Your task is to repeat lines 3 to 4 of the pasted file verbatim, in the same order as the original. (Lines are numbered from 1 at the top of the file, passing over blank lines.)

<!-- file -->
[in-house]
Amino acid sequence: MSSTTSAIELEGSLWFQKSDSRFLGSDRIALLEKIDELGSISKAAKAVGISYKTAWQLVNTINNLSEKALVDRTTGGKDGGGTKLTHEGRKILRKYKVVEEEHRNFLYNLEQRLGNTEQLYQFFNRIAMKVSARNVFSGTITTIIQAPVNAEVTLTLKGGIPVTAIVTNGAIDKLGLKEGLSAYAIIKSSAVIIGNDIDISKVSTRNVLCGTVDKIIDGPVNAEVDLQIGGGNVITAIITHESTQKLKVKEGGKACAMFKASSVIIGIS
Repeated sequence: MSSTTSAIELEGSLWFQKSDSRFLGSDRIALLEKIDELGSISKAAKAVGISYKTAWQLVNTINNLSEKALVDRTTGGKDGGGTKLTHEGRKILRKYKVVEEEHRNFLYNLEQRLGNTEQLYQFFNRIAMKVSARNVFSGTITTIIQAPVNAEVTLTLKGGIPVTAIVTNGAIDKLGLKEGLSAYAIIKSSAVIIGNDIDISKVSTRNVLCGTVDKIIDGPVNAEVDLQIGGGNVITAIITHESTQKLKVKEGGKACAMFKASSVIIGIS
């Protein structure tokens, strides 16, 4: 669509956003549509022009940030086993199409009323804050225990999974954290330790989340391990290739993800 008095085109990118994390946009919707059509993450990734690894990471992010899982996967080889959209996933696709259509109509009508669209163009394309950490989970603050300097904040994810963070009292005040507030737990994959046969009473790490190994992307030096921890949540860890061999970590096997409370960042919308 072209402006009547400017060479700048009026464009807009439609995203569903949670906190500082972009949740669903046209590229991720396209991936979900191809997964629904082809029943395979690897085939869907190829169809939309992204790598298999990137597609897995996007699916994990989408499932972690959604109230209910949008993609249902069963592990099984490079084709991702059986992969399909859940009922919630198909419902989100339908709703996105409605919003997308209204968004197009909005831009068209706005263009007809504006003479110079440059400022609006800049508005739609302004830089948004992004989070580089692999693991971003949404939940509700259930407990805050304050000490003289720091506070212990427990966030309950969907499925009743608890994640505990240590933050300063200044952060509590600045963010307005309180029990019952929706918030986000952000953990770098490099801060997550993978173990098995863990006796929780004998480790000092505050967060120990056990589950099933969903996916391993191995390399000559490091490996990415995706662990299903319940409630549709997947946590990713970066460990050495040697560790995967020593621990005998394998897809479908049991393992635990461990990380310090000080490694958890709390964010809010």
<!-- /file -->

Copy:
Repeated sequence: MSSTTSAIELEGSLWFQKSDSRFLGSDRIALLEKIDELGSISKAAKAVGISYKTAWQLVNTINNLSEKALVDRTTGGKDGGGTKLTHEGRKILRKYKVVEEEHRNFLYNLEQRLGNTEQLYQFFNRIAMKVSARNVFSGTITTIIQAPVNAEVTLTLKGGIPVTAIVTNGAIDKLGLKEGLSAYAIIKSSAVIIGNDIDISKVSTRNVLCGTVDKIIDGPVNAEVDLQIGGGNVITAIITHESTQKLKVKEGGKACAMFKASSVIIGIS
């Protein structure tokens, strides 16, 4: 669509956003549509022009940030086993199409009323804050225990999974954290330790989340391990290739993800 008095085109990118994390946009919707059509993450990734690894990471992010899982996967080889959209996933696709259509109509009508669209163009394309950490989970603050300097904040994810963070009292005040507030737990994959046969009473790490190994992307030096921890949540860890061999970590096997409370960042919308 072209402006009547400017060479700048009026464009807009439609995203569903949670906190500082972009949740669903046209590229991720396209991936979900191809997964629904082809029943395979690897085939869907190829169809939309992204790598298999990137597609897995996007699916994990989408499932972690959604109230209910949008993609249902069963592990099984490079084709991702059986992969399909859940009922919630198909419902989100339908709703996105409605919003997308209204968004197009909005831009068209706005263009007809504006003479110079440059400022609006800049508005739609302004830089948004992004989070580089692999693991971003949404939940509700259930407990805050304050000490003289720091506070212990427990966030309950969907499925009743608890994640505990240590933050300063200044952060509590600045963010307005309180029990019952929706918030986000952000953990770098490099801060997550993978173990098995863990006796929780004998480790000092505050967060120990056990589950099933969903996916391993191995390399000559490091490996990415995706662990299903319940409630549709997947946590990713970066460990050495040697560790995967020593621990005998394998897809479908049991393992635990461990990380310090000080490694958890709390964010809010």